Free Enterprise

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A roof over your head. Seems like such a basic concept, but ironically, what is the term for the biggest group of expenses of any business (the expenses that constantly get cut in order to maintain profitability)? Overhead — employee salaries and benefits, office or commercial space, utilities, taxes, insurance to maintain that office or commercial space. So, as businesses struggle to make payments, and often have to layoff staff, so do the many individual employees affected by such cuts. And with all the holes in the safety net of government assistance, more and more people are losing homes and without employment unable to find affordable housing. Vicious cycle, as they say.

Homeless is a term that says it all. You have hit rock bottom economically and you have the cold hard pavement as a pillow each night. A few weeks ago, our blog talked about the politics of cancer and how some forms were politically incorrect and less sympathetic (notably, lung cancer thanks to tobacco stigma). The same rules apply to the homeless and make them easy to dismiss — when you have a group that includes the mentally ill (many off meds or untreated), the drug addicted (alcohol, prescription, and/or illegal drugs), and the criminal (serving your time does not guarantee you a roof over your head upon release), many are going to be quick to write off the problem of homelessness as unsolvable or throwing good money after bad. But the group also includes people who can’t find work in a tough economy, entire families, veterans from Iraq, Afghanistan, and other wars, and the poor who work but don’t earn enough to pay for housing.

Real life is seldom ever neat and tidy, however. I was reminded of this when hearing the latest presidential campaign tussles over 47% of Americans not paying federal income tax and some other percentage receiving government assistance. Regardless of which candidate you support, those numbers should disturb you. A lot. For me, they underscore that too many Americans are on the handout side of some kind of weighted scale and not enough are on the working and earning enough to pay federal taxes side.

One Step Away is a new newspaper sold by the homeless in Philadelphia to help the homeless.

One Step Away is a new newspaper sold by the homeless in Philadelphia to help the homeless.

That is why I was heartened by a casual event when I was down to the Pennsylvania Convention Center last week. I was approached by a street vendor selling a newspaper called “One Step Away.” It is a new publication designed for a noble purpose— to incentivize the homeless to earn money and get themselves on a path toward a roof over their heads.  Each homeless vendor pays 25 cents a copy but sells the paper for $1. That means every paper purchased puts 75 cents in their pocket. Most salespersons I know would kill for a 75% commission; however, we’re not talking about an easy-to-sell product in the digital age. In fact, I just saw a story about how newspaper revenues had dropped to 1950s levels. So, “One Step Away” is properly structured on a basic free enterprise level and the homeless vendors have a great carrot to help themselves. They have skin in the game, unlike a significant portion of those 47% who aren’t paying federal income taxes but receiving benefits.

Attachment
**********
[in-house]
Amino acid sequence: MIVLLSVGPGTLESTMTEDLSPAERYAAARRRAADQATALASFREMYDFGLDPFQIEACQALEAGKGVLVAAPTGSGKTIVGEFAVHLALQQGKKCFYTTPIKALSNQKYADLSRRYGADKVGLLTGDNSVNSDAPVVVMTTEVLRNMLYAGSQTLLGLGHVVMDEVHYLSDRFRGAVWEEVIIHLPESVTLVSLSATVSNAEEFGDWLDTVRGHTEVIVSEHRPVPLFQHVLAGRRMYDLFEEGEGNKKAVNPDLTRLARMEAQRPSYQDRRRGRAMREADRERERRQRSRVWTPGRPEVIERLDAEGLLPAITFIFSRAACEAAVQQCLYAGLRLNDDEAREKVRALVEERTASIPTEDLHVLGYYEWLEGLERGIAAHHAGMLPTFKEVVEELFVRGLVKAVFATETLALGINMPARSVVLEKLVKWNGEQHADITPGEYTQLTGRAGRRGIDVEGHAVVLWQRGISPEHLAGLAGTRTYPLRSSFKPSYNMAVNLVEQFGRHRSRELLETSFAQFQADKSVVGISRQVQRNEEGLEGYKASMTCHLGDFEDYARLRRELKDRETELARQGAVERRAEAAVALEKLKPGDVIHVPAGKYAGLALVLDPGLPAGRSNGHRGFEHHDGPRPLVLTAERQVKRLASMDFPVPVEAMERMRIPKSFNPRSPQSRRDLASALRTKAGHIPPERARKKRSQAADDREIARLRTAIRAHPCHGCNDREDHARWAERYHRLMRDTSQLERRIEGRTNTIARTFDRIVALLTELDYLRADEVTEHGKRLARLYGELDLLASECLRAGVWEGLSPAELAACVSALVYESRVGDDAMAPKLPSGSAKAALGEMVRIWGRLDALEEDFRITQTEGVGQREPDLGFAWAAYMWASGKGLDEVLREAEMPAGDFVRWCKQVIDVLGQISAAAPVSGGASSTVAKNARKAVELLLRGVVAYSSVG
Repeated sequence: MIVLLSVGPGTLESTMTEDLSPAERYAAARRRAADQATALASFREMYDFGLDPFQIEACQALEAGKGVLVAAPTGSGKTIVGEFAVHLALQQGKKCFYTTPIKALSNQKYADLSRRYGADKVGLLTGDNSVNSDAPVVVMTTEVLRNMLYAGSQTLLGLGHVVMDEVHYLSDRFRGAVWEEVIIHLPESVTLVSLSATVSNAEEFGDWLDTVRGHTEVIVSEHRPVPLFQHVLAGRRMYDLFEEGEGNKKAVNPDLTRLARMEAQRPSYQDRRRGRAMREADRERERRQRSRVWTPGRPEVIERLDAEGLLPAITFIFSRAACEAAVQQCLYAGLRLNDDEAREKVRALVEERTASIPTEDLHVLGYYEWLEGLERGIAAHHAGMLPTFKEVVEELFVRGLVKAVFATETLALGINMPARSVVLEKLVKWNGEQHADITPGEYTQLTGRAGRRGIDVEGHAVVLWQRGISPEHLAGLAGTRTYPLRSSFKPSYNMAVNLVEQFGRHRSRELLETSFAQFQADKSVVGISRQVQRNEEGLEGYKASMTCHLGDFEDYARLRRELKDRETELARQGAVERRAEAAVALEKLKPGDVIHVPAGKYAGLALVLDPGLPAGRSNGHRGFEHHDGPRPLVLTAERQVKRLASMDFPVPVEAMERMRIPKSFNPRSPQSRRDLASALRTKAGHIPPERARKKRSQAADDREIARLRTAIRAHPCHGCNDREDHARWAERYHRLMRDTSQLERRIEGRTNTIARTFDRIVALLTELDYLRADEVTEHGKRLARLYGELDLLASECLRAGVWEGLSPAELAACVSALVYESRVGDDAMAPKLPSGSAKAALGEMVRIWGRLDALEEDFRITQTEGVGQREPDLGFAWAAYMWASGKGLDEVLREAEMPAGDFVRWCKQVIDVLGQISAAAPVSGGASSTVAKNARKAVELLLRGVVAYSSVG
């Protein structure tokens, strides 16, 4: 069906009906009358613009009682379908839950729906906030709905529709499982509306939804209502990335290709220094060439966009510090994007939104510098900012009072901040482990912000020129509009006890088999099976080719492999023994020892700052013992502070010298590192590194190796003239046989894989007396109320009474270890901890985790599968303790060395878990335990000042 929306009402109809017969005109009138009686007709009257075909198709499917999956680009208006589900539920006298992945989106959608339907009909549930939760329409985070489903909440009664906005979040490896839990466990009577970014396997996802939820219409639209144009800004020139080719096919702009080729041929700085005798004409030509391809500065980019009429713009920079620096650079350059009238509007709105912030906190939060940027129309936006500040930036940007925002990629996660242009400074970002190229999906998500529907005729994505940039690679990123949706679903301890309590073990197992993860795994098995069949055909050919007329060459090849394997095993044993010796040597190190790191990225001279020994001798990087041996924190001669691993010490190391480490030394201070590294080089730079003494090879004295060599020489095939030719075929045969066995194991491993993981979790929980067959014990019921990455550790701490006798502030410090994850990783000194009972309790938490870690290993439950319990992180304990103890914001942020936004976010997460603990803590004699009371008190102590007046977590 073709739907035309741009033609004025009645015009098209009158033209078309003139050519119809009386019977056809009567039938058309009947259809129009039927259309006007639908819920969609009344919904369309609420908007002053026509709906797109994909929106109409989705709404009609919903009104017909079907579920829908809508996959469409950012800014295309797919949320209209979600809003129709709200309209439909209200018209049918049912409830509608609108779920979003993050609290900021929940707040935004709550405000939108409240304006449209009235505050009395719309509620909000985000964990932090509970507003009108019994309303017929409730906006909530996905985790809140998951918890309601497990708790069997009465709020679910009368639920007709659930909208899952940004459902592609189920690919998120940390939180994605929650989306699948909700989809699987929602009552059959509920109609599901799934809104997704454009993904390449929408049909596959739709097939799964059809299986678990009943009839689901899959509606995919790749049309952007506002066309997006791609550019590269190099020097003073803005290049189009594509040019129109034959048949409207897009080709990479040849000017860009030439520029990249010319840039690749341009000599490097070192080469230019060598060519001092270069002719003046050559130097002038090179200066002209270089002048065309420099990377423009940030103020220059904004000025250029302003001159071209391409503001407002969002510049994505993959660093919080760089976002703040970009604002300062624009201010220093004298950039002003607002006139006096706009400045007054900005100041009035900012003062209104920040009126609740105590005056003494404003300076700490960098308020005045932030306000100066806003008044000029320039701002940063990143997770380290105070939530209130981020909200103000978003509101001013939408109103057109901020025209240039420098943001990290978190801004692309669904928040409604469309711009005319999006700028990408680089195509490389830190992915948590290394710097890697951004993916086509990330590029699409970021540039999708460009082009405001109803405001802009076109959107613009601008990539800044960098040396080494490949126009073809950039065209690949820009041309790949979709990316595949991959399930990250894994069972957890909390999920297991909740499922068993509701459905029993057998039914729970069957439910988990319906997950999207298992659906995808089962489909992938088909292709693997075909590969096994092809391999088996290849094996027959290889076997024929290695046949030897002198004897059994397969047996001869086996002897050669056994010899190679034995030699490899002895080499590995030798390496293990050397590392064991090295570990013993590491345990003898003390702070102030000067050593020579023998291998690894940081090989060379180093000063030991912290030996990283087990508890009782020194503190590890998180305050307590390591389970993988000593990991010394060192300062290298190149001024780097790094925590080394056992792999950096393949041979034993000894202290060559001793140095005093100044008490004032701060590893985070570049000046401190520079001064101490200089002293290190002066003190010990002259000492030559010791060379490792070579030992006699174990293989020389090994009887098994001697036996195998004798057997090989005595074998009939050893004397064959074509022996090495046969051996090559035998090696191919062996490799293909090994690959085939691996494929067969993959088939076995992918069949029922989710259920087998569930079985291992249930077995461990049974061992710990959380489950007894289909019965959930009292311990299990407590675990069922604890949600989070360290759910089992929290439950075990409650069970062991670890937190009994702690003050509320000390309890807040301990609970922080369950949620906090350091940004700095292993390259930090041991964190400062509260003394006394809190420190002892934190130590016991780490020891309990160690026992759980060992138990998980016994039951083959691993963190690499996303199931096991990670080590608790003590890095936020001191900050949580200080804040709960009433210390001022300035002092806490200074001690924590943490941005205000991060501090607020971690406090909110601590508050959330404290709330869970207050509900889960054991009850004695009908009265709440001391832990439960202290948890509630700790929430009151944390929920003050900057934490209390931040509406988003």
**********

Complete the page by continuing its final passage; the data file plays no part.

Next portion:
“One Step Away” gets its name from the truism that too many of us are only a missed paycheck or a lost job or a medical crisis on the plus side of the homelessness ledger. That is a sobering thought.

If you would like to help the “One Step Away” mission, I encourage you to visit OSAPHILLY.ORG to donate, support, advertise. This video will introduce you to some of the many homeless vendors you will be helping get back on their feet.

Philadelphia once captured national attention about the problem of homelessness when an 11-year-old boy named Trevor Ferrell from one of America’s richest suburbs, Gladwyne, challenged his parents, his church, and a whole lot of other fellow citizens to help out. I am glad to see that TrevorsCampaign.org is still carrying on his mission. It was a little bittersweet to read this account and learn that the adult Trevor elected not to leverage his fame into a career and is now dealing somewhat anonymously with adult challenges like the rest of us — meeting financial obligations and trying to make a good life for his own family. We all have skin in this game.

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Last week, my family went on a New England road trip and I brought along my laptop and iPhone to stay connected with the office and clients. It is the norm for many businesspersons these days (and not much different from typical weekends). The downside of technology is that you are always connected. Fortunately for me last week was quiet and the digital side was a huge help in managing projects in progress.

I mention all this because my family’s trip was a wonderful educational trip mostly along the coast of New England. It underscored for me how much life, especially working life, in America has changed over our relatively short history. It was humbling on many levels.

The Morgan docked in Mystic, CT is under major restoration but still tourable.

The Morgan docked in Mystic, CT is under major restoration but still tourable.

In Mystic, we had a chance to tour the Morgan, the only remaining wooden whaling boat left and currently under major restoration. On a hot AC-less day, its cramped quarters underscored that a long time at sea was a very long time. Especially at a time deodorant wasn’t invented yet.

The Breakers, the Vanderbilt mansion in Newport, RI, is a glimpse back to the Gilded Age.

The Breakers, the Vanderbilt mansion in Newport, RI, is a glimpse back to the Gilded Age.

With class warfare in full political mode, a visit to Newport, RI and the summer homes of the Vanderbilts and others underscored that at times the gulf between the haves and have-nots was much greater. The American middle-class didn’t exist yet. It is a testament to capitalism and free-enterprise that a middle ground evolved and thrived in the last century. Even if it feels like we are at another tipping point.

The whaling museum in New Bedford, MA tells the amazing story of whales and the men who hunted them.

The whaling museum in New Bedford, MA tells the amazing story of whales and the men who hunted them.